Dharana in Yoga Practice

Dharana in yoga practice means ‘to hold the mind at one point’. In Sanskrit, the word dharana is derived from the root dhri, which means ‘foundation’ or ‘base’. So, that object or concept upon which the mind is firmly based; is dharana.

In the yogic tradition, dharana belongs to the internal stages of raja yoga which is the path of mental discipline. Dharana follows the stage of pratyahara in which the mind is withdrawn from the external sensory objects and internalized. After separating the mind from the senses, the mind can go deep. Once we are able to create the differentiation or distinction between the sensory awareness and the mental awareness; then the mind can be directed to go deeper, where dharana becomes intense.

Dharana, which is initiated as mental concentration; deepens mental awareness. As the mental awareness deepens, in absence of sensorial awareness; the yoga practitioner reaches the stage of dharana.

Dr.Mahesh Chandra Panda
Yoga Practitioner


About drmcpanda

Dr. Mahesh Chandra Panda, M.B.B.S.,M.D. Date of Birth:29.02.1948 Retd. (29.02.2008) Chief District Medical Officer Bargarh Orissa India
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11 Responses to Dharana in Yoga Practice

  1. drmcpanda says:

    I have referred the book ‘Dharana Darshan’ which describes Yogic, Tantric and Upanishadic Practices of Concentration and Visualization as taught by Swami Niranjanananda Saraswati published by Bihar School of Yoga in drafting the article ‘Dharana in Yoga Practice’.

  2. Vinod Varma says:

    Thanks Doctor, for regular knowledge capsule. It helps people like us to get familiar with the world of Yoga even while involved in routine work.

    I think, Dharana in particular makes mind very powerful as one practices it; and that in turn would help in our work environment.

  3. Satya says:

    Candle gaze or jyoti trataka is an excellent example of dharana, where your attention is fixed to one point which leads to concentration and this concentration leads to meditation which is next step, dhyana.

  4. The mental exercises are useful and a way to increase mental powers.
    It is a specialized field and may be fruitful in routine practice.
    I have been focussing on thinking on various issues concerning problems and am happy with current level of mental concentration.

  5. Prakash Padhan says:

    Thank you for connecting me with Yoga.
    I think,Dharana is a part of Patanjali’s Ashtanga Yoga.
    As I have read in a book ,Dharana can be done only after purification in Asanas & Pranayama.Is it true?

    • drmcpanda says:

      The eight limbs of Ashtanga Yoga are yama, niyama, asana, pranayama, pratyahara, dharana, dhyana, samadhi.Dharana follows the stage of pratyahara in which the mind is withdrawn from the external sensory objects and internalized.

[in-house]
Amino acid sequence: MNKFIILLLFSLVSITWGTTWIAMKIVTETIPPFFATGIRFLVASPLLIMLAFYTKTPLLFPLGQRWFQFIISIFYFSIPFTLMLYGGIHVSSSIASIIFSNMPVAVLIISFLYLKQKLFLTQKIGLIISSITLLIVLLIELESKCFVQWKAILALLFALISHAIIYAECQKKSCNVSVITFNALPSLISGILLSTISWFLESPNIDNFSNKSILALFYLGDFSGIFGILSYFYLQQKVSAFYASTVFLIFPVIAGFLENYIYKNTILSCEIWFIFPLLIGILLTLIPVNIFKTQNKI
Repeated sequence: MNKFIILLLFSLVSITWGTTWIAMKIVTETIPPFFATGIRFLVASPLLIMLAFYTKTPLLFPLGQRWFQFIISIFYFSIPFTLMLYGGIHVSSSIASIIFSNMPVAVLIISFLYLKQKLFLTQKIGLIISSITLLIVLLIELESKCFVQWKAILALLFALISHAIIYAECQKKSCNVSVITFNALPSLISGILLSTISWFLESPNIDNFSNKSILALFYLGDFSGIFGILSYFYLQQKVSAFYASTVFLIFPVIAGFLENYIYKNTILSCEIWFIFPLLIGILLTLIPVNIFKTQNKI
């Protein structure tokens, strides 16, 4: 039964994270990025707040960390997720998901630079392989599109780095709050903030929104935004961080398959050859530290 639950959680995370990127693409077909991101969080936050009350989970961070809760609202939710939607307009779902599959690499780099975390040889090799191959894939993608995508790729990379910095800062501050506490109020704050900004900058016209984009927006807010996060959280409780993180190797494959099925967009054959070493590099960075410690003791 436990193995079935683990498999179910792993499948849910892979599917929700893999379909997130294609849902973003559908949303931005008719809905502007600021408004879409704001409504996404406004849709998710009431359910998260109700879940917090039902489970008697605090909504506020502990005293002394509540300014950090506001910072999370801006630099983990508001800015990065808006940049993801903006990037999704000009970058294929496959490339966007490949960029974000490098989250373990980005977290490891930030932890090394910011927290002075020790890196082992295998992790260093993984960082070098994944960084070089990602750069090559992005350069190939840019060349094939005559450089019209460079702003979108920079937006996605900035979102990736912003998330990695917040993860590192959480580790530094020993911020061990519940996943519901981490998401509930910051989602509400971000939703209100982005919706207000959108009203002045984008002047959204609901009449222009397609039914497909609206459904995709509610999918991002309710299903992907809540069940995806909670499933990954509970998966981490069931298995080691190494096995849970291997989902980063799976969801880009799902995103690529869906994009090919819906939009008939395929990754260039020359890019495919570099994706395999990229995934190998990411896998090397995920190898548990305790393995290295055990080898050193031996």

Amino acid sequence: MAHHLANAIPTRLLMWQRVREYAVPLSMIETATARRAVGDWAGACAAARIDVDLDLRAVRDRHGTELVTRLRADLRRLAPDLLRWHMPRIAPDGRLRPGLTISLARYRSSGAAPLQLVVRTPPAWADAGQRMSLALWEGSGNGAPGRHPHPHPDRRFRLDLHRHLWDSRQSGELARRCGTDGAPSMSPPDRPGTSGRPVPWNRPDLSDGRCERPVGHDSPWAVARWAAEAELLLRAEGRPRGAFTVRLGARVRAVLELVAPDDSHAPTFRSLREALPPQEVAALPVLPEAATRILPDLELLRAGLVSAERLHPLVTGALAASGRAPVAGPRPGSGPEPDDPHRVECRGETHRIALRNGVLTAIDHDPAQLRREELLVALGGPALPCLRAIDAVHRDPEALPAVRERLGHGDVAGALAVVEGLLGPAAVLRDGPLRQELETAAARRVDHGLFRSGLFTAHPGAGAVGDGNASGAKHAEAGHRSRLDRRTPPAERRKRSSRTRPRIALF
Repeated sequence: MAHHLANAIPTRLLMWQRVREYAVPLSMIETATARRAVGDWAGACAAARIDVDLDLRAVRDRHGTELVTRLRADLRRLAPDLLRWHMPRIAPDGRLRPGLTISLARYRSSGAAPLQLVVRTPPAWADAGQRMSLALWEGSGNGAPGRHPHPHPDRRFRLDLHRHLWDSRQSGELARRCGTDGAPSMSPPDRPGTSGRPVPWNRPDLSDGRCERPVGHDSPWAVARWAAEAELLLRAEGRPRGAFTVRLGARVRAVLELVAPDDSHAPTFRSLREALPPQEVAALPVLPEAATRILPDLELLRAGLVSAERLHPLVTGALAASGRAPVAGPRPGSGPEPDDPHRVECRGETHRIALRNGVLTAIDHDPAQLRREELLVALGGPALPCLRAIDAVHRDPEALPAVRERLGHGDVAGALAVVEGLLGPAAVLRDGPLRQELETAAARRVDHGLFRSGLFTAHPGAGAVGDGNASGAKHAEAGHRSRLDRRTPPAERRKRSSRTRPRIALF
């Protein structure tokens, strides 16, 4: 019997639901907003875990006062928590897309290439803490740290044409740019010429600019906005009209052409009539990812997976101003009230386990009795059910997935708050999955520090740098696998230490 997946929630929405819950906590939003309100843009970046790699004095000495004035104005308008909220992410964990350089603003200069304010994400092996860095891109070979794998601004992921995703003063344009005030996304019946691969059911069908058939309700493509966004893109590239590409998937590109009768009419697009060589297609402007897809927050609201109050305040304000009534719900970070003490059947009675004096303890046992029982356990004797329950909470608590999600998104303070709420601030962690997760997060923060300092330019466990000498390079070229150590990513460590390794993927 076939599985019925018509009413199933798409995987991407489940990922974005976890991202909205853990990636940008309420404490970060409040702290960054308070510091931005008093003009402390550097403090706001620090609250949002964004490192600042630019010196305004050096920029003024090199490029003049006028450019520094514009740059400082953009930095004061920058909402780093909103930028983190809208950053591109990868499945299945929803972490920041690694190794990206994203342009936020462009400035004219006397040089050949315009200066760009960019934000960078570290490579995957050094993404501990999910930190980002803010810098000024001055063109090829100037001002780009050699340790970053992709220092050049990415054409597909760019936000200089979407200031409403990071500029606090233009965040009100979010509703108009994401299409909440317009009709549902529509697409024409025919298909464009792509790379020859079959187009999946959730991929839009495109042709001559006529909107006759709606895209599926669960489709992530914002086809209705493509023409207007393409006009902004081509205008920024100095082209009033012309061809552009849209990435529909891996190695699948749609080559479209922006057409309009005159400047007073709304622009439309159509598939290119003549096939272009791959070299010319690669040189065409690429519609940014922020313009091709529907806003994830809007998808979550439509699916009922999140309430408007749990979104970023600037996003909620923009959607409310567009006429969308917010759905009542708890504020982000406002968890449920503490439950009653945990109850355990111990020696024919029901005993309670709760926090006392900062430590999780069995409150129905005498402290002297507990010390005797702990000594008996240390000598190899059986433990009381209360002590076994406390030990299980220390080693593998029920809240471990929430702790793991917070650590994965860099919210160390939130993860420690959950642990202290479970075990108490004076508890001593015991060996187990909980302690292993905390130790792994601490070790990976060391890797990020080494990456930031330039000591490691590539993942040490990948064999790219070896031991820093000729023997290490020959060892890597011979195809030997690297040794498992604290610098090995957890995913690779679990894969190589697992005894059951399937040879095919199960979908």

6. Chandra Kumar Panda says:


    The article on Dharana yoga is a beautiful caption showing the emphasis on mental strength and concentration.Mind is the pivotal force in accordance with the direction of which, the body moves to work where-ever the field of work it may be.So naturally our mind should be spared to concentrate by any means;say,it may be through yoga,meditation etc.

    Yours Sincerely
    Chandra Kumar Panda

  7. V.Nageswar Rao says:

    Dear Sir,

    This article cleared my doubts about Dharana. If I am right I clearly understood that Dharana is much more improved and assertive than common yoga and yogasanas, which give us more peace and healthy life by regular practice.

    Thanking You.

    With Regards,

    Sadguru Sainath ki Jai ho,


  8. Madhusudan Mahunta says:

    Dear Sir,
    It is a nice article for a better and healthy life.
    Yours Sincerely
    Madhusudan Mahunta

  9. We see mirage in a desert. We are deceived into believing that a pool of water exists a little ahead. As we proceed further we see that the pool keeps shifting its place a little more and more ahead. Finally we deduce through our intellect that the pool is a mere appearance. But, even after gaining this vital understanding, the illusion persists. It doesn’t disappear. This imagery has often been used to indicate the illusory nature of human desires and aspirations. It has also been used to suggest the Mayic nature of Existence. But one aspect has not been touched so far. The appearance of a pool may not indicate the presence of water, but it certainly points at the presence of a vast stretch of sand underneath. Can there be mirage without sand?

    Now, let us apply this to our own internal state. We say that ‘I’ doesn’t actually exist. It appears to be there, but has no substantial existence of its own. It is a fact, just as a mirage is a fact. But can’t we deduce that the appearance of non-existent ‘I’ is indicative of the presence of a vast reality underneath? Doesn’t this illusory ‘I’ carry its lush and lustre because of that reality? Is that ground reality known as God? And if ‘I’ carries a little bit of that supreme God’s glory, should we reject it altogether as mere appearance and false? 🙂 🙂

  10. Santhosh says:

    Dear Uncle,

    Thanks a lot for giving us the meaning and help us to undersatnd the importance of “Dharana”. The holding of mind is a very difficult task for any person. Through a very regular practice of meditation it will help them.

    Amazing article 🙂
    Thank You,
    Santhosh KV

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